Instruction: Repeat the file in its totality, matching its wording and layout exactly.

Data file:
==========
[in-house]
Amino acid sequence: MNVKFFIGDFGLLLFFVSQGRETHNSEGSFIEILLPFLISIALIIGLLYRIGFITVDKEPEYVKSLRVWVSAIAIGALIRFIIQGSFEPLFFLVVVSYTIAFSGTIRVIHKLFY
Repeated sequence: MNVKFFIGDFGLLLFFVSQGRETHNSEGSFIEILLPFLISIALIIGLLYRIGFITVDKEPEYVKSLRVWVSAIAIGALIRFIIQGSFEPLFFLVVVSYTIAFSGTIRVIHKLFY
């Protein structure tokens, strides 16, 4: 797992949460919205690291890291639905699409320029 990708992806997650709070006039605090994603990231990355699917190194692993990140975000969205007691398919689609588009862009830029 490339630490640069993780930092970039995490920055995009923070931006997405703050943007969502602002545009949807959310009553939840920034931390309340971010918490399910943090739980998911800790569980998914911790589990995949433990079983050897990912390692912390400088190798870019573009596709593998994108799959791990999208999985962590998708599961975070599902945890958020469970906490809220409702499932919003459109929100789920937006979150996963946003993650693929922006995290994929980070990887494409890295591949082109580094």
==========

[in-house]
Amino acid sequence: MNVKFFIGDFGLLLFFVSQGRETHNSEGSFIEILLPFLISIALIIGLLYRIGFITVDKEPEYVKSLRVWVSAIAIGALIRFIIQGSFEPLFFLVVVSYTIAFSGTIRVIHKLFY
Repeated sequence: MNVKFFIGDFGLLLFFVSQGRETHNSEGSFIEILLPFLISIALIIGLLYRIGFITVDKEPEYVKSLRVWVSAIAIGALIRFIIQGSFEPLFFLVVVSYTIAFSGTIRVIHKLFY
């Protein structure tokens, strides 16, 4: 797992949460919205690291890291639905699409320029 990708992806997650709070006039605090994603990231990355699917190194692993990140975000969205007691398919689609588009862009830029 490339630490640069993780930092970039995490920055995009923070931006997405703050943007969502602002545009949807959310009553939840920034931390309340971010918490399910943090739980998911800790569980998914911790589990995949433990079983050897990912390692912390400088190798870019573009596709593998994108799959791990999208999985962590998708599961975070599902945890958020469970906490809220409702499932919003459109929100789920937006979150996963946003993650693929922006995290994929980070990887494409890295591949082109580094």